Consumer Protection Laws in India
In India, the consumers are protected by the Consumer Protection Act which was passed in the year 1986 and was amended in 2002. A consumer is a person who buys or purchases goods. Or in simple terms, a consumer is someone who buys services. And act comes into existence to protect the rights of the consumer. For example, if he buys a good which is defective or service is given to him are deficient, all-round protection to consumers and effective safeguards against different types of exploitation such as defective goods, deficient services, and unfair trade practices.
In the case of The Chairman, Thiruvalluvar vs The Consumer Protection Council, the consumer council was explained also what is the complaint. In order to appreciate the principal contention relating to the jurisdiction of the National Commission, it is necessary to look to the relevant provisions of the 1986 Act. This law was enacted to provide for better protection of the interests of consumers and for that purpose to make provision for the establishment of consumer councils and other authorities for the settlement of consumers’ disputes etc. Section 2 contains the dictionary of the said Act. Section 2(c) defines a complaint to mean any allegation made in writing by a consumer complaining that as a result of any unfair trade practice or a restrictive trade practice adopted by any trader he had suffered loss or damage or the goods bought by him or agreed to be bought by him were defective or the services hired or availed of or agreed to be hired or availed of by him were deficient in any respect or that a trader was guilty of charging a price in excess of the fixed price or that displayed on the goods or packet containing such goods Section 2(d) defines a consumer.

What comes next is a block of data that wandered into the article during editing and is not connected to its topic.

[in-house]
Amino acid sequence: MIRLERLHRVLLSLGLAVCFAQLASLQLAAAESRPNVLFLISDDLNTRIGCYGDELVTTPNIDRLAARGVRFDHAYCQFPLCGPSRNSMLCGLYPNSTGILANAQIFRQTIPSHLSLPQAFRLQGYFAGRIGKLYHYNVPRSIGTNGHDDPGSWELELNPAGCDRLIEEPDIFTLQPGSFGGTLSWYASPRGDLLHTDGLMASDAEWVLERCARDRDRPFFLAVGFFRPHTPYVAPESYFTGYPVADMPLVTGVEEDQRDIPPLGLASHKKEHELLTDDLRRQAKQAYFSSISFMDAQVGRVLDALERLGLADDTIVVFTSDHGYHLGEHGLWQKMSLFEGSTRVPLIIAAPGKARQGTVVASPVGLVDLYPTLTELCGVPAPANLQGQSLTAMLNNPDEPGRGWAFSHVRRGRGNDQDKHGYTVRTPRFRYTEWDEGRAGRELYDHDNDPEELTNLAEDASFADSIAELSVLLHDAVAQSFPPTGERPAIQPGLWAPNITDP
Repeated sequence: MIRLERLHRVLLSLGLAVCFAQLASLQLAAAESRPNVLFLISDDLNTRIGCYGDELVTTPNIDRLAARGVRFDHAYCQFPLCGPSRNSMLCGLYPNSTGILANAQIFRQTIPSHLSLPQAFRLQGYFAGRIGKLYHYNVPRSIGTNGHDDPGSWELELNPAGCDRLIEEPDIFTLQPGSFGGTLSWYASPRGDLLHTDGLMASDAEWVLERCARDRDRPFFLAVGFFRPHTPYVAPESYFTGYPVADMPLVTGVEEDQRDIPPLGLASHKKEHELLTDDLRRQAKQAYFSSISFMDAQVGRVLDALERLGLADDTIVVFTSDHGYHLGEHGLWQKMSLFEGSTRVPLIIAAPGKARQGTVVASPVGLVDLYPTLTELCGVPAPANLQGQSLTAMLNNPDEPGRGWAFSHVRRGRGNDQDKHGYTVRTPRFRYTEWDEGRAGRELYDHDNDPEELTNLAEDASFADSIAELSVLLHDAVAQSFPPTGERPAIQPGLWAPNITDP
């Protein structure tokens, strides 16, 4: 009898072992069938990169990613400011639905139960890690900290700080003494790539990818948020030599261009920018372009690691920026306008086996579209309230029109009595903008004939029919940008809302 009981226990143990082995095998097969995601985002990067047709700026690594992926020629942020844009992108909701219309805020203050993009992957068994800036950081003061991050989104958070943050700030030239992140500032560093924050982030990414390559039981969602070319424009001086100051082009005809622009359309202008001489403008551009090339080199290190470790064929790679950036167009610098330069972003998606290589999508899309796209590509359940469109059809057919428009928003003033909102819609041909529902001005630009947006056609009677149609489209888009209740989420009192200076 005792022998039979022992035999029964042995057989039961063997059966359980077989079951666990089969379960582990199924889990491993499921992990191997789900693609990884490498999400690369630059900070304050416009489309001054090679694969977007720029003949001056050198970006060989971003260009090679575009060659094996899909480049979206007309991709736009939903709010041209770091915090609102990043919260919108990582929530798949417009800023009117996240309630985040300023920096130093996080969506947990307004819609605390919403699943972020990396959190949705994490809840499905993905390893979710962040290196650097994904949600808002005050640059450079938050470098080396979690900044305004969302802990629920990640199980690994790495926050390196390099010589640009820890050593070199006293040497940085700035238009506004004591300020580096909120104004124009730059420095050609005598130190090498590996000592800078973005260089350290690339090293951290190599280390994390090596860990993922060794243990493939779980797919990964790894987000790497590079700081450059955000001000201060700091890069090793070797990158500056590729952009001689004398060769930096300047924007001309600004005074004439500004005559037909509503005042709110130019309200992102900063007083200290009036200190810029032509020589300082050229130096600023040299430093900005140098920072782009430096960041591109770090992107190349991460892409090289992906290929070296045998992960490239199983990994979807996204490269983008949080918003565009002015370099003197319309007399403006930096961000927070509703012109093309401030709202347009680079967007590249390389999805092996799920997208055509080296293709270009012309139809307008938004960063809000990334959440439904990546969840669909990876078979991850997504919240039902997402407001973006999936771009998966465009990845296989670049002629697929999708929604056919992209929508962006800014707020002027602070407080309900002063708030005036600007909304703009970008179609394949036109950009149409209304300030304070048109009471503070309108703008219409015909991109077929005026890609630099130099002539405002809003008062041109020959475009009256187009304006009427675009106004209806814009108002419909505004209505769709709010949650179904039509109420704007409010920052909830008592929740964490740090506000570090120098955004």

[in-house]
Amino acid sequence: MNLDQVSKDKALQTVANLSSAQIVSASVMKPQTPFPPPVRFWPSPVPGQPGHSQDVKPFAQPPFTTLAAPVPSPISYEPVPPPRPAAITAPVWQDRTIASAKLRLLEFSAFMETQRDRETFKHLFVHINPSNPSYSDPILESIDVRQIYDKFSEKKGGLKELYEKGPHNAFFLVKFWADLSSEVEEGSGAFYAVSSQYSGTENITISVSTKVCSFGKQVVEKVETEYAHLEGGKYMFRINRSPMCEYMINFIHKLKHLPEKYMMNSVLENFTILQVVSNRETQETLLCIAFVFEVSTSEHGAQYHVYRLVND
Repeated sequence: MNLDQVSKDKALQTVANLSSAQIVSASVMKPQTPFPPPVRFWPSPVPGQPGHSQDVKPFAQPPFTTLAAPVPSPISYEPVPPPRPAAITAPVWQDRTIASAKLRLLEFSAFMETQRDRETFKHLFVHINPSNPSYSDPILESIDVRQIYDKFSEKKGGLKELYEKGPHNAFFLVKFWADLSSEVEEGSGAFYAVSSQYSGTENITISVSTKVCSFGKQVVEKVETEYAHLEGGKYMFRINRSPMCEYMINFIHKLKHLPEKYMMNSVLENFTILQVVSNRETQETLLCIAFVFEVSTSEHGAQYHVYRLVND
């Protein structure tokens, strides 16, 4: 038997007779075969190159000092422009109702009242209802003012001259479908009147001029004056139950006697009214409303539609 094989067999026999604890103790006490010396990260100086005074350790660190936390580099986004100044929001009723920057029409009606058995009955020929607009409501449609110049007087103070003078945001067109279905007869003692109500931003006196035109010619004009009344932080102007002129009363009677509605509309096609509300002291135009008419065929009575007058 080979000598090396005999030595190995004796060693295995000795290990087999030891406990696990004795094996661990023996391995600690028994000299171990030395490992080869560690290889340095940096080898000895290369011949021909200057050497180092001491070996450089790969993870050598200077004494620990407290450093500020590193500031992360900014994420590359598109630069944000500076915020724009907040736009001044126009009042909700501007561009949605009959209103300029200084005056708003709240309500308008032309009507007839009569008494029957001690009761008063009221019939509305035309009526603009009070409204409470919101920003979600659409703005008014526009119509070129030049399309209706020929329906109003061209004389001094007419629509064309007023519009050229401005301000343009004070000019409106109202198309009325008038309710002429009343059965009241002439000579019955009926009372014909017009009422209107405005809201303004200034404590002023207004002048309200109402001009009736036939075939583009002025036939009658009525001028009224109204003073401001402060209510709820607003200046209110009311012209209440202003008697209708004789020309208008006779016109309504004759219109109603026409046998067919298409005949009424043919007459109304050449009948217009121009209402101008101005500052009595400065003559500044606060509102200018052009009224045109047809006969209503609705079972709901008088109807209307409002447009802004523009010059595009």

The consumer dispute redressal agencies came into the picture because of the right to seek redressal which is one of the tar rights given to the consumer. This means the right to seek redressal against unfair trade practices or unscrupulous exploitation of consumers. It also includes the right to fair settlement of the genuine grievances of the consumer. Consumers must make a complaint about their genuine grievances. Many times their complaint may be of small value but its impact on society as a whole may be very large. They can also take the help of consumer organizations in seeking redressal of their grievances. There is the district forum, the state commission and national commission were consumers can go to seek the redressal. The district forum consists of a president and two other members. The president can be a retired or working judge of District Court. They are appointed by the state government. The complaints about goods or services worth Rs 20 lakhs or less can be filed in this agency. State Commission consists of a president and two other members. The president must be a retired or working judge of the high court. They all are appointed by the state government. The complaints about the goods worth more than Rs 20 lakhs and less than Rs 1 crore can be filed in State Commission. National Commission The national commission consists of a president and four members one of whom shall be a woman. They are appointed by Central Government. The complaint can be filed in the National Commission if the value of goods exceeds Rs 1 crore.